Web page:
5 Examples of Homosexuality in the Animal Kingdom
Article written by Maya Vukovska
Many people believe we are not the only intelligent species in the universe. Unfortunately, scientists haven’t been able to produce any reliable evidence to prove that so far. But creatures don't need to have object permanence or self-awareness in order to be gay! According to a 2012 research study, homosexual behavior in animals is more common than previously thought. Many species go balls deep with same-sex partners just for pleasure, i.e. for non-productive reasons. There’s no doubt that homosexuality is widespread across nature. From birds and insects to reptiles and mammals, there are about 1,500 species which do it with same-sex partners.
Here is our list of the top five most fascinating gay (or at least queer) animals out there.
There has been abundant evidence that dolphins’ sex life is as complicated as humans’. Compared to human penis, though, that of a dolphin is a lot tougher. Literally. The erectile tissue contains a lot of collagen, which make the penis very stiff, even when flaccid. Male bottlenose dolphins are generally bisexual, but they tend to go through periods of being exclusively homosexual. They especially enjoy oral sex where one male pleasures another male with its snout. Dolphins can be rather kinky!
They may seem ungraceful and even dull with their torpedo shaped bodies, rounded heads and flattened bills, but, in fact, ducks can be real badasses. Some male mallards would often go on flights in pursuit of other males to duck-fuck. Ducks have an impressive erection - in just a third of a second the bird erects an 8 inch penis and ejaculates. The statistics show that one out of ten couples are homosexual!
Among giraffes, gay sex occurs way more often than among other mammals. In fact, it accounts for 90 percent of all observed sexual activity! It’s a fun fact that the horny males don’t get straight to business. Instead, they indulge in a really long foreplay that includes a lot of necking, licking, and nuzzling. The biologists do not have enough research yet to know why the males do it. Even when there’s fertile females all over the place, they’ll still opt for male partners. Yass, giraffes!
Not only are 20% of swan couples gay, but they also start families together. Sometimes, one of the swans in a gay couple will mate with a female, and will chase her away once she’s laid eggs. In other cases, the gay dads will adopt abandoned eggs and raise their cygnets with utmost love and care.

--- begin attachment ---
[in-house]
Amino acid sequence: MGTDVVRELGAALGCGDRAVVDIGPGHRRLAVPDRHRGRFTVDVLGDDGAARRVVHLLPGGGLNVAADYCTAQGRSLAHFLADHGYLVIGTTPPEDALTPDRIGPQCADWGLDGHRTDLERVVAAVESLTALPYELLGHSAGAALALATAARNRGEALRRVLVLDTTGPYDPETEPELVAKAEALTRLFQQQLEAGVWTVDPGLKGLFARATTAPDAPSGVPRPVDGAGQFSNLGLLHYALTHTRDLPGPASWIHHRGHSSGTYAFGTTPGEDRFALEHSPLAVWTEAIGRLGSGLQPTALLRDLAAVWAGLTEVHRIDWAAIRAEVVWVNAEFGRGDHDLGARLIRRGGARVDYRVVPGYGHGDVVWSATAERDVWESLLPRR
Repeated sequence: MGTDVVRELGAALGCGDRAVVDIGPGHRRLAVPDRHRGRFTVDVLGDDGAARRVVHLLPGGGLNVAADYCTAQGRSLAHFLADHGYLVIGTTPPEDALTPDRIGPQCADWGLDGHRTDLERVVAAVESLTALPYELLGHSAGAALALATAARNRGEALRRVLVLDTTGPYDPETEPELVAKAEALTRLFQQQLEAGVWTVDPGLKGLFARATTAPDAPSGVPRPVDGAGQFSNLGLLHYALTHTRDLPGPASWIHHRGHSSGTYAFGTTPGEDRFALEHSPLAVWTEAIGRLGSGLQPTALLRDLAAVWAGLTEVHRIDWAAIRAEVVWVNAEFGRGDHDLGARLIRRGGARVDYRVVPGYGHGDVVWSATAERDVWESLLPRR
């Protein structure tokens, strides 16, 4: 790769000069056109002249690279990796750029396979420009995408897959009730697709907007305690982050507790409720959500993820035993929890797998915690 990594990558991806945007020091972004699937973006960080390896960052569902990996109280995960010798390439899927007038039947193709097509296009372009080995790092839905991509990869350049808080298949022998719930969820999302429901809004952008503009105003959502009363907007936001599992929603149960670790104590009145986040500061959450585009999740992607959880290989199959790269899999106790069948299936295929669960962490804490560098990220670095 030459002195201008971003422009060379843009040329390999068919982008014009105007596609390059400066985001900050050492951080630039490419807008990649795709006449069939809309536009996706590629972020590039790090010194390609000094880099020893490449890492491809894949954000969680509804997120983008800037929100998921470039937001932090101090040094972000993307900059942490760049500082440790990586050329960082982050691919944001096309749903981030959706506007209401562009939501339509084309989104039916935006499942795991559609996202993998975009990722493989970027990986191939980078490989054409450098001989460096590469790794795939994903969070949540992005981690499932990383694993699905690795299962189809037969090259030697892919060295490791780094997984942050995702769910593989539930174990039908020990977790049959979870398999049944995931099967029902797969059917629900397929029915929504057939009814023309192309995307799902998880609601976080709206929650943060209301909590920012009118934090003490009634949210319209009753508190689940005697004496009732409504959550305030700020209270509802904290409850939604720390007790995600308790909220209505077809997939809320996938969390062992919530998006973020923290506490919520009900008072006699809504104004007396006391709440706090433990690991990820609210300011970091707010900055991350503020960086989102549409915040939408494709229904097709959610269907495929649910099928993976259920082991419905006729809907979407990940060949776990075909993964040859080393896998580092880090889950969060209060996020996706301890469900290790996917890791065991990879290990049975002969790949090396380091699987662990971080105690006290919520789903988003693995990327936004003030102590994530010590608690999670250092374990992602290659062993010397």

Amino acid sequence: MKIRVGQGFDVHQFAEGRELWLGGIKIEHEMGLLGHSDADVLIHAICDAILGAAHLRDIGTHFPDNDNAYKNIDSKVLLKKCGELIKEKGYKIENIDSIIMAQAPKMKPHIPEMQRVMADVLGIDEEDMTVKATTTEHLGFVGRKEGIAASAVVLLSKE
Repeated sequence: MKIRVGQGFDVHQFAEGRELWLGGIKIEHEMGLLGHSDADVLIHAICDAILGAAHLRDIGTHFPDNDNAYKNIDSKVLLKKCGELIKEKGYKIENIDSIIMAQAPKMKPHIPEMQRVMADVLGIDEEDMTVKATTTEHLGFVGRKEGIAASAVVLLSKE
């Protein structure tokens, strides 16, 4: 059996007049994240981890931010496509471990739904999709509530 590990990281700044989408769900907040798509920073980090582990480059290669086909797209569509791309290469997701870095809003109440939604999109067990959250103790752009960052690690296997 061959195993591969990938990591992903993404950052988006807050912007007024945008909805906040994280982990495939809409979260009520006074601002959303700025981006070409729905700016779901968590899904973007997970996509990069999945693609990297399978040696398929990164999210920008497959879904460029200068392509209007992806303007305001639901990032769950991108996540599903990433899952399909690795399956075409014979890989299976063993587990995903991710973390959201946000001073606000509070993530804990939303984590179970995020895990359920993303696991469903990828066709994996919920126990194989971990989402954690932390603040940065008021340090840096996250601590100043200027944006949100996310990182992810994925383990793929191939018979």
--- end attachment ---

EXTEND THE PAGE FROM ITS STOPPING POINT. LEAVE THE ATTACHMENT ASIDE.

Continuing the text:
Those mustached, fin-footed and long-tusked mammals reach sexual maturity at the age of four. Until then, the males are exclusively homosexual. After that, they do it with the females out of necessity and only during the breading season, but the rest of the year they continue having sex with their buddies. Although walruses move in a lumbering way, they are capable of unbelievable tenderness - the male partners love to cuddle and sleep close to one another in water. Aww...
Among our relatives of the primate order, homosexual behavior is most commonly observed in bonobos. But it also occurs in other species, such as macaques, gorillas, capuchin monkeys, and spider monkeys. The sexual appetite of bonobos is legendary. Their usual sexual repertoire includes foreplay, deep kissing, fellatio, cunnilingus, anilingus, polyamory, casual sex, you name it… As it is a matriarchal society, it’s logical that one-third of homosexual activities happen among females. But it doesn’t stop the males from enjoying each other’s caresses in the bushes. As for Japanese macaques, the sexual behavior of the gay monkeys among them can be quite mischievous and promiscuous. They go for one-night stands, while the lesbian monkeys are more likely to form long-term bonds with each other. Nature truly is a beautiful thing!